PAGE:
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October 15, 2010 DIVERSITY 2010 AWARDS -- Winner: Policy/Advocacy-Individual

Realize The Market Value of Diversity Starts At The Top

Whether it's advising a Fortune 100 company reeling from a major employment discrimination crisis or one wanting to position itself for success in a global market, Kathleen Kappy Lundquist has become an influential voice in the dialogue about diversity.

The nationally recognized organizational psychologist says the first step to establishing and sustaining an ethnically diverse work force is:

"Senior Executive Commitment .... The other (step) is weaving diversity into the business case of the organization - understanding why diversity is important to our success as a business,'' said Lundquist, CEO of APTMetrics Inc., a Darien human resources consulting firm. "And that case can be pretty credibly made, particularly when you are talking about consumer products.''

Another aspect to emphasize about a diverse work force, she said, is the value of having diverse perspectives in the room when brainstorming solutions to increase market share.

Ultimately, says Lundquist, the most effective strategy for holding corporate leaders accountable for their commitment to "diversity" on corporate mission statements is a method for measuring success.

"Not just how many people you hired, but what kind of advantage are we taking of this wealth of talent and this diversity of talent in building a more effective organization,'' said Lundquist, 56.

The widowed mother of a 15-year-old son was born in Bronxville, N.Y. and grew up middle class in Westchester County.

Lundquist's 15-year-old firm has found a niche helping major companies such as General Electric, UBS, Xerox, Johnson & Johnson, Coca Cola, IBM, Microsoft and Google stay competitive in a global market. It's all about establishing a work culture that embraces cultures and recognizes diversity as business imperative.

Her business is brisk, with revenues growing at 15 percent to 20 percent annually and earning $10 million to $15 million a year. Lundquist said 40 percent of her senior management team are women. People of color make up about 15 percent of her 60-member staff, many of whom are organizational psychologists.

"If you look at the changing demographics of the workplace, you are going to have to accept people who look different from yourself, because there are so many people who are people of color or women in the workplace than there used to be'' Lundquist said. "It's getting increasingly difficult to get the work done without understanding the value of those diverse perspectives.''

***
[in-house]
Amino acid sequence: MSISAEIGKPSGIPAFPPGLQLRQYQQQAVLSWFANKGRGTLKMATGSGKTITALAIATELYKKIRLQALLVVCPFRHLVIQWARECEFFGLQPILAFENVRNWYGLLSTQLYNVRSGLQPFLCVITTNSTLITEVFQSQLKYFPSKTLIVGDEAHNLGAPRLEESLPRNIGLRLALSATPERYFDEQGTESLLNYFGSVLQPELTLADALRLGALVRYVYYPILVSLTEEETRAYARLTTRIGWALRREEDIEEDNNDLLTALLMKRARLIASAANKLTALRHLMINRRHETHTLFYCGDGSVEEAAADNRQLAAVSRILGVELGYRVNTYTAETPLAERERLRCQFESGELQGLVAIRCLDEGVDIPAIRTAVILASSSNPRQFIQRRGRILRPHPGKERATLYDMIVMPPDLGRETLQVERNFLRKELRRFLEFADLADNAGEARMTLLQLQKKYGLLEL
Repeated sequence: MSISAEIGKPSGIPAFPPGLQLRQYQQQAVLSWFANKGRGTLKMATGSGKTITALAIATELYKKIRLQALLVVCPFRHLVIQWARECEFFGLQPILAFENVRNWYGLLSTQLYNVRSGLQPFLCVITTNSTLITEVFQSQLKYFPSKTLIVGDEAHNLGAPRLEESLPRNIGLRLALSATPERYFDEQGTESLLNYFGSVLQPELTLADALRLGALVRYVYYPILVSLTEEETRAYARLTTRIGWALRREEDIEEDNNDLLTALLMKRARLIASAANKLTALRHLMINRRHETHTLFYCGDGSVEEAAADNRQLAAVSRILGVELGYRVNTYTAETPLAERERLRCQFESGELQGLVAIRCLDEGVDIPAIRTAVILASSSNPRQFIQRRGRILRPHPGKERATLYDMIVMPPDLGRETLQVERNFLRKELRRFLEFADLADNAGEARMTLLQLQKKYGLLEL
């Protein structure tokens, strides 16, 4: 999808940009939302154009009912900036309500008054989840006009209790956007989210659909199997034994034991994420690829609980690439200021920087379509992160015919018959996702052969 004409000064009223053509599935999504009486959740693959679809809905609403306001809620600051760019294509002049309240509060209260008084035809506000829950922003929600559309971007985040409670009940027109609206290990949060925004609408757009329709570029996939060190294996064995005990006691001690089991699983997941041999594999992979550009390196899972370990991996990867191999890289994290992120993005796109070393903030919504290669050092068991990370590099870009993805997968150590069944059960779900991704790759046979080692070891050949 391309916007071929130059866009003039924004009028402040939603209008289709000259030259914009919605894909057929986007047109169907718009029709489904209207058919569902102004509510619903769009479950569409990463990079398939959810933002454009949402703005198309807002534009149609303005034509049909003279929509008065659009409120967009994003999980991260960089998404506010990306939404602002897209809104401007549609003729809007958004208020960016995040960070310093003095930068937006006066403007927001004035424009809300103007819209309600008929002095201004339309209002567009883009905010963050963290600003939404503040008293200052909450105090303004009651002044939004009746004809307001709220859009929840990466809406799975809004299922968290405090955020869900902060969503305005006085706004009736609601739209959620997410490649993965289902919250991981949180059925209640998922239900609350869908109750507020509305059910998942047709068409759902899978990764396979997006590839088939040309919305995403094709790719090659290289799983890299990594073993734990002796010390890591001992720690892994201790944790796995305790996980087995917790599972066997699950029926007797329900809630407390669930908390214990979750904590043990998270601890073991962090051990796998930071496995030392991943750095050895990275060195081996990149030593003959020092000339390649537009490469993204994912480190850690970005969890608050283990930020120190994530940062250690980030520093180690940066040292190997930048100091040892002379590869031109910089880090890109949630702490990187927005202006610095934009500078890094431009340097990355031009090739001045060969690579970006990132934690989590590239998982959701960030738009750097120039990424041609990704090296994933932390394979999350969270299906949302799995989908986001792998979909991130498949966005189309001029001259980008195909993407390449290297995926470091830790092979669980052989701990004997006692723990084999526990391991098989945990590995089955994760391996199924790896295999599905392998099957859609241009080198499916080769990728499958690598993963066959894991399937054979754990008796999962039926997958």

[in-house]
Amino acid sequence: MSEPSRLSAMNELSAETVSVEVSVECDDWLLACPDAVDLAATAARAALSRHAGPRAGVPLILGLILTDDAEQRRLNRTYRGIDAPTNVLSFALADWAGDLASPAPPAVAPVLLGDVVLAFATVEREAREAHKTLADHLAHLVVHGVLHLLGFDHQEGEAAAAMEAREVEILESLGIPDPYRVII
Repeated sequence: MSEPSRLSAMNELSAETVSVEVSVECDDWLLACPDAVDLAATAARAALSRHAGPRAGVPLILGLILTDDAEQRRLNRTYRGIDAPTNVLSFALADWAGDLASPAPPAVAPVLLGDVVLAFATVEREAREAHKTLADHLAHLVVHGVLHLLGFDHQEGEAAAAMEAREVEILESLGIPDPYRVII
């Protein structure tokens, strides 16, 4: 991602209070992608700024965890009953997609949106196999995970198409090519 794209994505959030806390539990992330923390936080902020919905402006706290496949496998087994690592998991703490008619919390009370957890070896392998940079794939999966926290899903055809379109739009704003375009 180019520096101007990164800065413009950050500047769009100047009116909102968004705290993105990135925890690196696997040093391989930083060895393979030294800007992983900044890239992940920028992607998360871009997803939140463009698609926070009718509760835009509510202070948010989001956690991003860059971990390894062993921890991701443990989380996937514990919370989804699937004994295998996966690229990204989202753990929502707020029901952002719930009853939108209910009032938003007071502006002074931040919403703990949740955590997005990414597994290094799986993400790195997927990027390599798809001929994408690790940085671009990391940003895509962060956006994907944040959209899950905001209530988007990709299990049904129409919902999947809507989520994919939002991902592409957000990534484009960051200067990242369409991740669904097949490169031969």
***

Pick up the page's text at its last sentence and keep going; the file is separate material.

In 2001, Lundquist was one of two court-appointed experts whose role was to advise a task force overseeing Coca Cola's compliance with a major employment discrimination lawsuit settlement.

The experience managing and monitoring the Coca Cola settlement was a highlight of Lundquist's 30-year career in human services.

"It gave me the opportunity to spend a substantial amount of time in a single organization as an outsider," Lundquist said. "And to work with them across the board on all of their human resources processes."

Her focus on senior management commitment and standards to measure progress are the hallmarks of her business and what she passes on to clients.

"Kathleen has a very keen analytical mind a great sense of the issues around diversity and inclusion,'' said Kerry Piercy, managing director of diversity with Morgan Stanley Smith Barney. "She has deep experience in her field of expertise and she brings that to bear in a very practical way in addressing business issues. She's a great thought partner and has really helped us with constructive solutions.''

Lundquist sees her son Brian and his peers as evidence that a new generation will be far more accepting and respectful of others who don't look like them.

"To them,'' she said, "race and ethnicity is not something that differentiates you in a negative way. It's almost cooler if you come from a more diverse background.''

Certainly, Lundquist advocates, it makes for a more productive workplace.


Position: Chief Executive Officer

Company: APTMetrics Inc.

Location: Darien Category: Policy/advocacy (Individual)

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